It's a fairly common story among entrepreneurs: after spending a certain number of years learning the trade, a time comes when you're ready to leave the nest and test your own wings. What sets such stories apart is the outcome–whether you're able to take flight, or end up plunging to the ground in a classic crash and burn scenario. Gary Smith's story is definitely among the former.
"I'd been working for a gear manufacturer based in Southern California, and I'd made my way up through the ranks," says Smith, who is president and founder of Gear Manufacturing, Inc. "I'd started with the company in 1975, and within a couple of years I was named manager of quality control. A few years later I was promoted to general manager, and then I became vice president and partial owner of the company, so I really had the chance to learn all the different aspects of running a gear manufacturing operation while I was there."
Fourteen years into his time with that company he'd seen many changes, as it had been bought out twice, and he sensed that his days of upward mobility had drawn to a close. "My hands were basically tied during those last few years, which really went against my nature," he says. "I'm a progressive thinker, and I was ready to move on into something new."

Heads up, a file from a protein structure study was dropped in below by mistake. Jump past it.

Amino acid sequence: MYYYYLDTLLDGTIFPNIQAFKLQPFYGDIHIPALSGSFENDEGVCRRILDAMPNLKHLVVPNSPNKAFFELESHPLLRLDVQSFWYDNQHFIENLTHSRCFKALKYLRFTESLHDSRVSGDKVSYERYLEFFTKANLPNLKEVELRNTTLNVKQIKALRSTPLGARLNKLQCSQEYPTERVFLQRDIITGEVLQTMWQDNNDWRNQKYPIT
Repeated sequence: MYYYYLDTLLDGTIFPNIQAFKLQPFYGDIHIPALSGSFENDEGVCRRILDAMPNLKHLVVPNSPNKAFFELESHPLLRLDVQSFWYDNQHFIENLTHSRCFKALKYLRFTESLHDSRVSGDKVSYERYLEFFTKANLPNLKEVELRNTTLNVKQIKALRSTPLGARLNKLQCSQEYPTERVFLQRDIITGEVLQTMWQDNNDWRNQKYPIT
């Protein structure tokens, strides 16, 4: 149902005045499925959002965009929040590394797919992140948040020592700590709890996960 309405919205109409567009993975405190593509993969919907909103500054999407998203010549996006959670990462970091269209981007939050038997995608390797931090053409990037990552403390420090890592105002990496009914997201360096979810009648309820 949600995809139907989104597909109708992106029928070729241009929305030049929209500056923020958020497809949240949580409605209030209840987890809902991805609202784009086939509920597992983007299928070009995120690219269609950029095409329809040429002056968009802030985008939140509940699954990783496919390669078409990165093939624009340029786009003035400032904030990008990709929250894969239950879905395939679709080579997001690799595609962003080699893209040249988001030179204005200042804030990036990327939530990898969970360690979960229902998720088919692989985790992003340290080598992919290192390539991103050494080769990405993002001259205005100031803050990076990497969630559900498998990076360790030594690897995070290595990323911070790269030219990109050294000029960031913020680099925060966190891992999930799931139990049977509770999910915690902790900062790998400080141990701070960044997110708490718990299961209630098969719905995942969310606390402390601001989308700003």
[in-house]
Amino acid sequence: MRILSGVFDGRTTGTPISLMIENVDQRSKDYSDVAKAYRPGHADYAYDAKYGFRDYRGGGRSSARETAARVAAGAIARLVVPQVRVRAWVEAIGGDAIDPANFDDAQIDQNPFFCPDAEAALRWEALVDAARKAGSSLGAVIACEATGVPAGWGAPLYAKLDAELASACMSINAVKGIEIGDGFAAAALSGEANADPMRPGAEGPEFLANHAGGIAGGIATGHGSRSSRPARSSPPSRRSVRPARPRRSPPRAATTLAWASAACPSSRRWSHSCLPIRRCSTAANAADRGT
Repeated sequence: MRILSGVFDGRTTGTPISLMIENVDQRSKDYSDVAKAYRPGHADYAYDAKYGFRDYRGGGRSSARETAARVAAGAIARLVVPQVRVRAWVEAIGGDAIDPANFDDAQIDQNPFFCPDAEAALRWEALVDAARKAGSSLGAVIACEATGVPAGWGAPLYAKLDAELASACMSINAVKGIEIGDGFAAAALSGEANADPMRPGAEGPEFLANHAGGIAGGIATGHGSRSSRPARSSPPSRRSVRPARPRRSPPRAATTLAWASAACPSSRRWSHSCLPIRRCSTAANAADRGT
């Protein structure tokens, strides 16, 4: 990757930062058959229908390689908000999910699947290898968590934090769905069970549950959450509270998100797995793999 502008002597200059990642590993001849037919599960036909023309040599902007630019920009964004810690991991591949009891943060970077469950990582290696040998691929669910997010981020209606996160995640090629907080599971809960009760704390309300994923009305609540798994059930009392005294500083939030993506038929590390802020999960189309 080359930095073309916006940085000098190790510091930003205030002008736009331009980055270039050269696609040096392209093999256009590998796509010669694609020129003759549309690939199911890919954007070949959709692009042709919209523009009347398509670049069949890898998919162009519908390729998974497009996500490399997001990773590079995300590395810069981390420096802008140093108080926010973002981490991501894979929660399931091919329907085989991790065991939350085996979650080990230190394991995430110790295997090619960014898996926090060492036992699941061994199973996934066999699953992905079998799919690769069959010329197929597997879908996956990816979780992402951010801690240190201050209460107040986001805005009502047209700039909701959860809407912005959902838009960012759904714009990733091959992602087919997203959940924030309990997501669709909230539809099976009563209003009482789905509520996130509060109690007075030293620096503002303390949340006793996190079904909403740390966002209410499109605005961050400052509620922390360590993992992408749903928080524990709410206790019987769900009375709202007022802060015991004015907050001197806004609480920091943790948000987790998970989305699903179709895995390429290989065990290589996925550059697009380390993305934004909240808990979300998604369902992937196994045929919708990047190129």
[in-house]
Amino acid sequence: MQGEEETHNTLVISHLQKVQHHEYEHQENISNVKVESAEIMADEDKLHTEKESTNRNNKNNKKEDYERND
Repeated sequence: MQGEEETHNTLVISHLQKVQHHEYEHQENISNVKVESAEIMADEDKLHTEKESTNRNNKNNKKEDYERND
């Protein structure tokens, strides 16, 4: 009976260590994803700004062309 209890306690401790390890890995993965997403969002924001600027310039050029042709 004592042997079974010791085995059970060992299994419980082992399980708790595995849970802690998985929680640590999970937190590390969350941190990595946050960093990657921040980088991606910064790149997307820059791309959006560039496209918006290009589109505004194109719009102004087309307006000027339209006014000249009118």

That's when he found out that another local gear manufacturer was up for sale, and after a great deal of personal introspection, he decided that the time was right to make a move. "I sat down with the owners of the company, worked out a deal to purchase its assets, and then I turned in my letter of resignation," says Smith. "I didn't have deep pockets by any means, but I knew there was a demand for quality, high-precision gearing in this country, and with what I'd already learned about the industry I thought I could make a go of it."
First he leased manufacturing space to move his equipment into–"these were small units, and we'd basically rent the next one and knock a hole in the wall as we grew"–and then he began contacting the people he'd come to know over the years. "What was amazing is that they would just give me orders over the phone," he says, "and vendors, like the steel companies, would say 'don't even worry about filling anything out, you've got credit with us.'"
Smith found himself quite comfortable in his new role as business owner, partly because the company whose assets he'd purchased was about the same size as the one he'd worked for when he'd joined it, so he had already worked his way through a similar growth trajectory. But he was finally free to do things as he saw fit, and to implement the lessons that he'd learned along the way.
"One of those has to do with diversification," he says. "My former company was heavily involved in the oil and gas industry, for instance, and when problems arose in the early eighties, we really suffered because of it. That's when I realized the importance of spreading your work across a variety of markets, so that if one of them takes a hit you won't be left hurting because of that lost business. Plus we have a duty to our customers to be there for them in the long run."